International Women’s Day is a celebration of solidarity and progress made. However, it is also a strong reminder that many women across the world still face unacceptable barriers.
Every year on 8 March the world celebrates the social, economic and political achievements of women. In addition, the calls continue to fight for an even more equal world.
The theme for this year’s International Women’s Day is #BalanceforBetter.
It’s hard to pin down exactly when International Women’s Day began. However, it has been observed annually since the early 1900s. Of course, calls for women’s rights in general have featured throughout history.
Across every sector, there has been progress – but there is a lot left to sort out.
A proactive approach to creating diversity in the financial sector will essentially broaden the talent pool. Furthermore, it will enhance the workplace culture.
However, there is no simple solution to the issue of gender inequality. It needs to become a bigger conversation with the right support available.
Change can only happen when the wider industry accepts there is a problem and moves to make a momentous change.
Director of Product Management at RISK IDENT, Sandra Ranff, said:
“I don’t think the obstacles are as present as they used to be. I at least have been very fortunate at RISK IDENT – it’s always been a question of ability, never of gender. One issue discouraging women from the industry may be that they don’t perceive the profession to be very creative. That definitely isn’t the case. Technology requires problem-solving, finding ways to make things work.
“I think we need to do more advertising and create initiatives to get women and young girls excited about technology. Let’s get away from the impression that only “nerds” want to become developers. It’s important to put more emphasis on the versatility of IT, show what jobs and career opportunities there are and how creative it can be.”
Female tech empowerment
Head of AI at Temenos, Premalatha Varadhan commented on women at senior management level within the male-dominated fintech sector:
“Having spent two decades in software, I haven’t seen enough women working in the technology world, and it’s still perceived as a male-dominated sector. To some extent, geography is a factor. Interestingly, the problem isn’t as prominent in India, where there are a higher number of women working in artificial intelligence, technology and software.
“In my opinion, the ‘pay gap’ element isn’t as much of an issue, as it ‘evens itself out’ later – but this continuing gender imbalance in the male-oriented subjects must be addressed. Women have a large role to play in shaping fintech firms. To make this happen, more developers and technology firms should be taking a conscious role of opening these fields to women.
“Women need other female role models and technology firms have to help support this. A small idea can have a big effect and women need to be comfortable in expressing their viewpoint and opinion in the workplace. This will have a positive knock-on effect with a more varied approach to problem solving and sits alongside design-led thinking as a way to develop products and services that enhance the customer experience.”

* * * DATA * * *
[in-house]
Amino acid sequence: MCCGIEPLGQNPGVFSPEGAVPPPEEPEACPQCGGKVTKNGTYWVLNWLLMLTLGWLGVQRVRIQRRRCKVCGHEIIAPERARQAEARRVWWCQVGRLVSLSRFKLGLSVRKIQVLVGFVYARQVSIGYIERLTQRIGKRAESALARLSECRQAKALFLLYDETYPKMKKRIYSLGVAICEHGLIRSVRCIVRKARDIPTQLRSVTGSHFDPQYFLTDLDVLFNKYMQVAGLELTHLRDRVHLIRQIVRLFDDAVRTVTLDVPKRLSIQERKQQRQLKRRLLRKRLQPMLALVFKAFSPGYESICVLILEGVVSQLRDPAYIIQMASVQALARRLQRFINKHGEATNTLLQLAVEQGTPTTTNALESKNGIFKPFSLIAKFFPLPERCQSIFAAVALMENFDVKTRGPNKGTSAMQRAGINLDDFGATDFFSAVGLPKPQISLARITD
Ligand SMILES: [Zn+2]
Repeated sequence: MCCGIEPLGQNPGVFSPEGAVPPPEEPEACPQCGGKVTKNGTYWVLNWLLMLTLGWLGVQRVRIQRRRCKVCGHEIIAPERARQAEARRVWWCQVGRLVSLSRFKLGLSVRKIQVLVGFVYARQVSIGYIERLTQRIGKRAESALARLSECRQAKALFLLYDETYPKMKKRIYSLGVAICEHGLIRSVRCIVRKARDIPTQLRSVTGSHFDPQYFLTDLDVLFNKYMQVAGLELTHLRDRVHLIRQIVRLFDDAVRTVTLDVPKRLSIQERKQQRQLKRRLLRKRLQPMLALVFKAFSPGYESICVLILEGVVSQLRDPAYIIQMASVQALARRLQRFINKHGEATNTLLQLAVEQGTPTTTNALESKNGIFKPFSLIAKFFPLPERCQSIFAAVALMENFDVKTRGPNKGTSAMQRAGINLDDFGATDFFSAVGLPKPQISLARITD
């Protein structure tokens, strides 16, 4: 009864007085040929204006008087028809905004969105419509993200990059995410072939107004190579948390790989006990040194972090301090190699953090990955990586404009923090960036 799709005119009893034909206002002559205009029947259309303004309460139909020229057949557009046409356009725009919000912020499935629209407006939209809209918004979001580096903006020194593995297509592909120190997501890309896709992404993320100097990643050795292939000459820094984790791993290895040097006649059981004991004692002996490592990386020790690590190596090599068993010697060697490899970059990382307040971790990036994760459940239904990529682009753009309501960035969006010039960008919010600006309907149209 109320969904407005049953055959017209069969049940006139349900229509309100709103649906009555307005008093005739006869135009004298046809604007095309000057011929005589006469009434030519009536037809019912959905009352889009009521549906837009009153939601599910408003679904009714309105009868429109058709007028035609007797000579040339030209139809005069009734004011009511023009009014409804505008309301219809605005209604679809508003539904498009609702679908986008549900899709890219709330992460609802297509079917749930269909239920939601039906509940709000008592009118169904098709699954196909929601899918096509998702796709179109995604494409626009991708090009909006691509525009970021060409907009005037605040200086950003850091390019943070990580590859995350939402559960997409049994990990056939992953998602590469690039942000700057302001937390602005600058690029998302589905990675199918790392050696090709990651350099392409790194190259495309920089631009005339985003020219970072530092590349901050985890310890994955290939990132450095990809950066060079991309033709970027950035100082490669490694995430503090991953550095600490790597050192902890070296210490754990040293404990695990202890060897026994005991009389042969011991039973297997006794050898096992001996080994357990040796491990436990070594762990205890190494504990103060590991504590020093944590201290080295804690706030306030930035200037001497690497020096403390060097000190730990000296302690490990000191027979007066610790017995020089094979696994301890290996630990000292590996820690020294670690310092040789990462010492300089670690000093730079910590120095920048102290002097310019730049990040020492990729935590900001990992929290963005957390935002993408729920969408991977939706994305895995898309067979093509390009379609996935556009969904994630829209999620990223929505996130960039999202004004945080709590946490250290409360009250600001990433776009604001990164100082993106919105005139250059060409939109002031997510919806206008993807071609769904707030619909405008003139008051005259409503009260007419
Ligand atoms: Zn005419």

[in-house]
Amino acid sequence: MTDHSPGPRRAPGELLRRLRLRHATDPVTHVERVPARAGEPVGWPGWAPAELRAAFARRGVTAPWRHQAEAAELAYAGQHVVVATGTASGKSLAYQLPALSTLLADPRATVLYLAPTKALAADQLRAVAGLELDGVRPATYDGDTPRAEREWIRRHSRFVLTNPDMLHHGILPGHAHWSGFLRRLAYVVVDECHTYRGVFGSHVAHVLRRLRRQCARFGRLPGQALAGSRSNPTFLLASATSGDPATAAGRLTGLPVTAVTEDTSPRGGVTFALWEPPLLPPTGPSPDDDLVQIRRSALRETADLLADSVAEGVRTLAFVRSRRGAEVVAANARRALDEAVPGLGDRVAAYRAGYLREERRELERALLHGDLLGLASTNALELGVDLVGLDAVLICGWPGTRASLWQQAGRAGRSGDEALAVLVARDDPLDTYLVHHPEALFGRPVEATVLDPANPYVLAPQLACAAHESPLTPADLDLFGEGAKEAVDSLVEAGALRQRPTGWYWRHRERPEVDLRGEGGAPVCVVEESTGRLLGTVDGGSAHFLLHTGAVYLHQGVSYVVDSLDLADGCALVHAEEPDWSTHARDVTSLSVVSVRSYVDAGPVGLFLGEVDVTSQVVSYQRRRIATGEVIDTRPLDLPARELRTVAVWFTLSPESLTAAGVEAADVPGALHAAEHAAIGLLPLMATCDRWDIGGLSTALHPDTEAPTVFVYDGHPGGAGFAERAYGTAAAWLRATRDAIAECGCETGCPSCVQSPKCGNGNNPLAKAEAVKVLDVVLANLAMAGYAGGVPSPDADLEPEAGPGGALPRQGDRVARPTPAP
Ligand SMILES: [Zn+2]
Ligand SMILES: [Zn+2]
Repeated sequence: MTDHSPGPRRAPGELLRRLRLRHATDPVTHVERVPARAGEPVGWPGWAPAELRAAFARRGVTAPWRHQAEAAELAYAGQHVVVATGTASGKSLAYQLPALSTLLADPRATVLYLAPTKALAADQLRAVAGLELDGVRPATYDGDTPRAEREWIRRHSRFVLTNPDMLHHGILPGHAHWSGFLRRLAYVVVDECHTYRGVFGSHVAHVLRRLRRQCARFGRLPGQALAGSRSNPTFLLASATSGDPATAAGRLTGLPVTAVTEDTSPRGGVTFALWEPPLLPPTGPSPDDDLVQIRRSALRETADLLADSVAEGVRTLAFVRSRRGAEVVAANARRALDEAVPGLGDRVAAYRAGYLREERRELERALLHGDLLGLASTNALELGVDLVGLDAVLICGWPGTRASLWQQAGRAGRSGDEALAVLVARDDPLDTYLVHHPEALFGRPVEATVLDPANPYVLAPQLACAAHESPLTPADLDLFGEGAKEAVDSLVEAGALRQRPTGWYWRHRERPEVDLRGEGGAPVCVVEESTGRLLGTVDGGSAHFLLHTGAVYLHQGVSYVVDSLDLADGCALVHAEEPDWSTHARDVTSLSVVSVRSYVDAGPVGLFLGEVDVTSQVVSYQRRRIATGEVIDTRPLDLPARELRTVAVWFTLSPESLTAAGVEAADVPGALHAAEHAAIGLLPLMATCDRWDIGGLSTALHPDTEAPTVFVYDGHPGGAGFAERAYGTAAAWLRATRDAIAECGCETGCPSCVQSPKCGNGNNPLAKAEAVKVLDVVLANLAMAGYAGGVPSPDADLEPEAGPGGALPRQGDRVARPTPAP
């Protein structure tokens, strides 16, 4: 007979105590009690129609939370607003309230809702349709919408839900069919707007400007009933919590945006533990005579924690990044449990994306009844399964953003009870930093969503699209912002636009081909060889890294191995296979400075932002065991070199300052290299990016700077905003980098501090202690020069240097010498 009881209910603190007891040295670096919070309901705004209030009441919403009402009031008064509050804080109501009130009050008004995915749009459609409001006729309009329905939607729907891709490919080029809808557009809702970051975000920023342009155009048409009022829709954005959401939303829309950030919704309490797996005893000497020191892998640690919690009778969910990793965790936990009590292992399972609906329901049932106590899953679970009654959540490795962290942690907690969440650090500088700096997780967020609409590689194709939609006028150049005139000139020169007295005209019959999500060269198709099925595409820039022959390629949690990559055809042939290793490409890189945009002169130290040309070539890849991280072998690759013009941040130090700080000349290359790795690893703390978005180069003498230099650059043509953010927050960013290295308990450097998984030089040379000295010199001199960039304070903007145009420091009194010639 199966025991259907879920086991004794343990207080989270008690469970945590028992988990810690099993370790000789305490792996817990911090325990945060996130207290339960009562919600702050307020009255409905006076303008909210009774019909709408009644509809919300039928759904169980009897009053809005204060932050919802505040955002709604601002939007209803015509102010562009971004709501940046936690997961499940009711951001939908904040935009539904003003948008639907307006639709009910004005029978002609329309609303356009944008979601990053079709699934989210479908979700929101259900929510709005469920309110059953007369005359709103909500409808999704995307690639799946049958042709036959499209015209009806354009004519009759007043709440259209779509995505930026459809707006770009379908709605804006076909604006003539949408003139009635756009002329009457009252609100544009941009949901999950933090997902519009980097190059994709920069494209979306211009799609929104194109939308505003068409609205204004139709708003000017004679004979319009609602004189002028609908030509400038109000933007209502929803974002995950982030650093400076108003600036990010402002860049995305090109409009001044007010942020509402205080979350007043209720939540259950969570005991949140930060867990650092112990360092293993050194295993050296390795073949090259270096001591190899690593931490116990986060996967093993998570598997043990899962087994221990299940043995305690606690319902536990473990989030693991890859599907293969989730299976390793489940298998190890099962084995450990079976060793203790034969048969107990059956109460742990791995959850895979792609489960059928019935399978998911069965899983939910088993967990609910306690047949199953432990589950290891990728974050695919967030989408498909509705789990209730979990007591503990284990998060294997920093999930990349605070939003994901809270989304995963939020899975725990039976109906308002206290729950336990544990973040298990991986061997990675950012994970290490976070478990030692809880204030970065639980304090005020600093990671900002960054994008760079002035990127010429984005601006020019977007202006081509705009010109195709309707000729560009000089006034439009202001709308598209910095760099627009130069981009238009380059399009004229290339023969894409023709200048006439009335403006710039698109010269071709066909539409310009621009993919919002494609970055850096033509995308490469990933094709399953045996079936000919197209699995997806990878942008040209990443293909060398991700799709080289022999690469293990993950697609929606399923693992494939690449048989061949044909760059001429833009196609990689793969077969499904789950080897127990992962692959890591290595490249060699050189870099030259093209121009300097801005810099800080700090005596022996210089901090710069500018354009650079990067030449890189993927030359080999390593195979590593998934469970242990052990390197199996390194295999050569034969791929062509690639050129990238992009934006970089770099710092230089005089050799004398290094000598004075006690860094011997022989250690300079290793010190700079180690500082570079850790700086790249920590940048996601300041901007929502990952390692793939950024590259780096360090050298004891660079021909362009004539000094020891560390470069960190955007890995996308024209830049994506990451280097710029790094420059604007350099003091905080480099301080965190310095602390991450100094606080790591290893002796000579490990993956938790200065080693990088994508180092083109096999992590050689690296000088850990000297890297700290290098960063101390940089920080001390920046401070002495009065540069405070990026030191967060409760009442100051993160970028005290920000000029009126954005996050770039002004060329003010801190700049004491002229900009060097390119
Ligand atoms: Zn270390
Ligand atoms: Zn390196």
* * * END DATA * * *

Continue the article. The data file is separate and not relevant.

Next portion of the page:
Top spots for women still not cutting it
Creating diversity in the top levels of financial services continues to be a challenge for the industry. Improving diversity and inclusion for women is not a quick process, especially at executive levels.
It is crucial for those in top positions to actively encourage and follow through with
inclusion policies. Many of the current policies within financial companies actually hinder women. Gender diversity is often a priority for organisations. However, many do not ensure that steps filter all the way though the company. Unless this happens, change will not.
Speaking to the theme of #BalanceforBetter, Capco, Partner, Rachael Zukerman noted:
“First and foremost organisations need to be really clear – this is not solely a woman’s issue; it’s a business issue. Diversity has many positive impacts on a business and everyone must work together across gender diversity initiatives to realise the goal of gender balance. It is imperative to create opportunities together if we are to solve the problem and create openness.
“It is important to start with the end in mind. Organisations should agree and measure, upfront, what ‘good’ looks like from a diversity perspective, just like they would agree and measure any other dimension of their strategy such as return on equity. Once the definition of ‘good’ is understood, organisations can work backwards to get a plan in place to achieve their desired outcomes.”
Product engineer at Auriga, Rosvanna D’Amico, added: “Diversity in the workplace makes us more creative, more innovative, more diligent, more well-disposed and better problem-solvers. This is especially crucial for businesses that want to actively foster innovation.
“Industry collaboration with schools and universities is key to helping raise awareness of the exciting opportunities available in FinTech and encouraging girls and young women to consider careers in banking technology.”
There is a lot to celebrate
Although there is progress still to be made, the financial sector overall has made promising advances.
From forums, training and taking steps to closing the gender pay gap, the industry is acknowledging the importance of supporting their female employees. This will ultimately help women reach their full potential.
The more diverse the industry, the wider the range of experience and insights from which it can benefit.
Creating an inclusive platform that offers equal opportunities for everyone working in the payments industry will deliver benefits to both the employees and employers.
— The London Institute of Banking & Finance (@StudyLIBF) March 8, 2019